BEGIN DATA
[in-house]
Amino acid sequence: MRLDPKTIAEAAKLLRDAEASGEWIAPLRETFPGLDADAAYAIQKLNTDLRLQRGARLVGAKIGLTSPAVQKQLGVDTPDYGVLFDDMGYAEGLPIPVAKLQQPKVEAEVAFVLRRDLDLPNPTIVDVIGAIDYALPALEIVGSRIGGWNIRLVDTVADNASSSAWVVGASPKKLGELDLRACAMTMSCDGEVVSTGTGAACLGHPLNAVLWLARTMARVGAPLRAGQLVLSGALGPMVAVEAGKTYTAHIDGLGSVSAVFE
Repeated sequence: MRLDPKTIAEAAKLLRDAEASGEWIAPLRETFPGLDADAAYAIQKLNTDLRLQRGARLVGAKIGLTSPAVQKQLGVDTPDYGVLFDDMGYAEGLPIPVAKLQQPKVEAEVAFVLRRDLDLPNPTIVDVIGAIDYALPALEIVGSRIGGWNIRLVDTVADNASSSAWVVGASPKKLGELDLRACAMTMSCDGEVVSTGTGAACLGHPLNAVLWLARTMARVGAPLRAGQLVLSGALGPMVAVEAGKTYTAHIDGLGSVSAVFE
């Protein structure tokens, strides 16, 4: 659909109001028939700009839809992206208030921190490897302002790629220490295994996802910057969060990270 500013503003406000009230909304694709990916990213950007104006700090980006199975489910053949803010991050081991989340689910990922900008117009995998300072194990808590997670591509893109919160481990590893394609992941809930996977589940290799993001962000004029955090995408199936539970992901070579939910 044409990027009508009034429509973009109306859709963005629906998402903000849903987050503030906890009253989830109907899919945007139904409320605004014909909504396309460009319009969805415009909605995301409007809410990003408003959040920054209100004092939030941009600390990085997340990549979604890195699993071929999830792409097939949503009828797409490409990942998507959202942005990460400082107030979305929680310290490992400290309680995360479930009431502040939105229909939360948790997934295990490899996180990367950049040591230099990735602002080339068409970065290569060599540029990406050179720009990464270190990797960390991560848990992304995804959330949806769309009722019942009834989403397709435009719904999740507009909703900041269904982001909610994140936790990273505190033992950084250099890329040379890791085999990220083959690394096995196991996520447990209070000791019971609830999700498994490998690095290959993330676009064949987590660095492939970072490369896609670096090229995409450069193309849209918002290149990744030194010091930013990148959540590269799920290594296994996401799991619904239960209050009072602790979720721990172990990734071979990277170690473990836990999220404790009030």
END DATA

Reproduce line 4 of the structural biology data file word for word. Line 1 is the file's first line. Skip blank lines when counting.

């Protein structure tokens, strides 16, 4: 659909109001028939700009839809992206208030921190490897302002790629220490295994996802910057969060990270 500013503003406000009230909304694709990916990213950007104006700090980006199975489910053949803010991050081991989340689910990922900008117009995998300072194990808590997670591509893109919160481990590893394609992941809930996977589940290799993001962000004029955090995408199936539970992901070579939910 044409990027009508009034429509973009109306859709963005629906998402903000849903987050503030906890009253989830109907899919945007139904409320605004014909909504396309460009319009969805415009909605995301409007809410990003408003959040920054209100004092939030941009600390990085997340990549979604890195699993071929999830792409097939949503009828797409490409990942998507959202942005990460400082107030979305929680310290490992400290309680995360479930009431502040939105229909939360948790997934295990490899996180990367950049040591230099990735602002080339068409970065290569060599540029990406050179720009990464270190990797960390991560848990992304995804959330949806769309009722019942009834989403397709435009719904999740507009909703900041269904982001909610994140936790990273505190033992950084250099890329040379890791085999990220083959690394096995196991996520447990209070000791019971609830999700498994490998690095290959993330676009064949987590660095492939970072490369896609670096090229995409450069193309849209918002290149990744030194010091930013990148959540590269799920290594296994996401799991619904239960209050009072602790979720721990172990990734071979990277170690473990836990999220404790009030």